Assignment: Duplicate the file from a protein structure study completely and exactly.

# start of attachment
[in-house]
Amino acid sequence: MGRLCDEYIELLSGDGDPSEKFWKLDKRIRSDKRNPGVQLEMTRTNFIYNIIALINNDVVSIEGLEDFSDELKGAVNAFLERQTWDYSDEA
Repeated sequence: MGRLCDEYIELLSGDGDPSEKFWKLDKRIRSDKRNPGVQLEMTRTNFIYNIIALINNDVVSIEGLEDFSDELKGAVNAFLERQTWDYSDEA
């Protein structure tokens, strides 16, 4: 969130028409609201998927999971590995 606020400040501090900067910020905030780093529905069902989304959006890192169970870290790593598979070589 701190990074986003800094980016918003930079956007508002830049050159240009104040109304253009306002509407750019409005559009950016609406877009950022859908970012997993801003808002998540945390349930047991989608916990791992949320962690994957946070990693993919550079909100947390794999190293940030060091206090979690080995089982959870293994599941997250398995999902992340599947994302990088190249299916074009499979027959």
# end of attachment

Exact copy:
[in-house]
Amino acid sequence: MGRLCDEYIELLSGDGDPSEKFWKLDKRIRSDKRNPGVQLEMTRTNFIYNIIALINNDVVSIEGLEDFSDELKGAVNAFLERQTWDYSDEA
Repeated sequence: MGRLCDEYIELLSGDGDPSEKFWKLDKRIRSDKRNPGVQLEMTRTNFIYNIIALINNDVVSIEGLEDFSDELKGAVNAFLERQTWDYSDEA
């Protein structure tokens, strides 16, 4: 969130028409609201998927999971590995 606020400040501090900067910020905030780093529905069902989304959006890192169970870290790593598979070589 701190990074986003800094980016918003930079956007508002830049050159240009104040109304253009306002509407750019409005559009950016609406877009950022859908970012997993801003808002998540945390349930047991989608916990791992949320962690994957946070990693993919550079909100947390794999190293940030060091206090979690080995089982959870293994599941997250398995999902992340599947994302990088190249299916074009499979027959």